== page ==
Intravenous sedation is a useful tecnhique that enables dental procedures to be carried out with the patient in a completely relaxed state. Often the patient is quite unaware that anything has been done. The technique does NOT involve a full general anaesthetic and avoids many of the complications and risks associated with general anaesthesia. Intravenous sedation is inherently safer than general anaesthesia. There is also the advantage that the patient can eat and drink normally before the procedure.
There are two groups of patients that can benefit from the technique.
1. Patients who are sufficiently apprehensive or phobic to be unable to contemplate or tolerate routine dental procedures.
2. Patients contemplating particularly unpleasant procedures, for example minor oral surgery, wisdom tooth removal.
Very often there is a combination of 1 and 2 above.
“Dental Phobia” is very common, notable as one of the “top ten” phobias. Research shows that up to half the population only go to the dentist when they have a problem, and a significant proportion of these may be classed as “phobic”. Many of the most apprehensive patients in this category report that they have previously suffered a very unpleasant experience at a dentist’s surgery. Very often this “bad experience” occurred when the patient was a child.
Patients who have not attended a dentist for a long time tend to feel possibly somewhat ashamed of the condition of their teeth. There may be some obvious problems that the patient knows will need attention, although very often things are not as bad as the patient thinks. Research shows that these patients tend to fear that if they went to consult a dentist, he/she might be annoyed with them for neglecting their teeth for so long. Some of the patients whom I have successfully treated have been so apprehensive that the initial consultation had to take place away from the environment of the surgery.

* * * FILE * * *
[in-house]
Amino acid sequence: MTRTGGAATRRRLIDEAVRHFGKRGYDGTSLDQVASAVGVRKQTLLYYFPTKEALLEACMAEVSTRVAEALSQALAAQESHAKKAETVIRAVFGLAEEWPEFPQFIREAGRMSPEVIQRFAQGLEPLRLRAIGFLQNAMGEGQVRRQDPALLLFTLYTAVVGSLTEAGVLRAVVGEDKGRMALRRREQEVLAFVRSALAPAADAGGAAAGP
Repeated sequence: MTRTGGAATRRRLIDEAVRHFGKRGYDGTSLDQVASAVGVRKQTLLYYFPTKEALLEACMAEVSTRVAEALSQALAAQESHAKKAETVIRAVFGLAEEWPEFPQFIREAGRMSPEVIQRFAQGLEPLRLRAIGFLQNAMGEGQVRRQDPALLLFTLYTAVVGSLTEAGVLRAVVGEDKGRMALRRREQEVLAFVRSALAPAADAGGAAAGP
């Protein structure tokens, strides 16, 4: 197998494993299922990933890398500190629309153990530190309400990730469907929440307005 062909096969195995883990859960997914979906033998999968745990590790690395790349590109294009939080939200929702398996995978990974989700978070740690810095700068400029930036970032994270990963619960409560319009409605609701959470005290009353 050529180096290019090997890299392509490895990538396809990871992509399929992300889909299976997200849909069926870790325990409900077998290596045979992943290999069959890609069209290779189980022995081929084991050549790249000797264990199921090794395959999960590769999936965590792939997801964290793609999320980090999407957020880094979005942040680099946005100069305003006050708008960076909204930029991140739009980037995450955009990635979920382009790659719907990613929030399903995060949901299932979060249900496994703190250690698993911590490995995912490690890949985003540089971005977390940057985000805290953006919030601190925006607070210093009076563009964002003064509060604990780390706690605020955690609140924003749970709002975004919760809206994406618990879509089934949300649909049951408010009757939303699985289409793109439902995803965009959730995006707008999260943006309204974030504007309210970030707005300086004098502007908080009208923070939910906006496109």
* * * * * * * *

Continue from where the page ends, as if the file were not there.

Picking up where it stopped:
Many apprehensive patients can be successfully treated simply by being gentle, taking extra time, and ensuring that everything is very carefully explained before anything is done. For some though, anxiety cannot be overcome so easily, and particularly if there is much treatment to be completed, sedation is often the answer.
When sedation is administered, a patient is put into an extremely relaxed, drowsy state. One of the properties of the drug used is that there is a short period of profound amnesia. The drug I use is called Midazolam. Amazing though it seems, the patient is totally relaxed and unaware of the passage of time for up to 40 minutes. As the patient is still technically conscious, it is usually necessary for the dentist to also give a local anaesthetic. The patient is unaware that this has been done. As well as being a safe procedure, sedation has the advantage that the patient is in a drowsy state for enough time to be able to complete complex dental procedures. Completing such procedures to a high standard takes time.
After the dental procedure is completed, and after an appropriate recovery period, there is usually some residual drowsiness. Patients should not drive, work, operate machinery etc., for at least 12 hours. It is usual for the patient to go home and sleep for a few hours.
Intravenous sedation is therefore a very useful technique which enables some phobic patients to attain perfect dental health and many cases completed with the use of sedation would be totally untreatable otherwise. Very often the treatment is the first routine, constructive dental treatment that has ever been achieved. There is always a huge increase in the confidence of such patients and some find that future routine procedures can be completed without the need for sedation. Others might find that they prefer to have some sedation, but very often a smaller dose is required.
In using intravenous sedation, my aim is firstly to to produce a healthy dentition, and secondly to help create the motivation and confidence to attend as regularly as necessary to prevent future problems and maintain what has been achieved.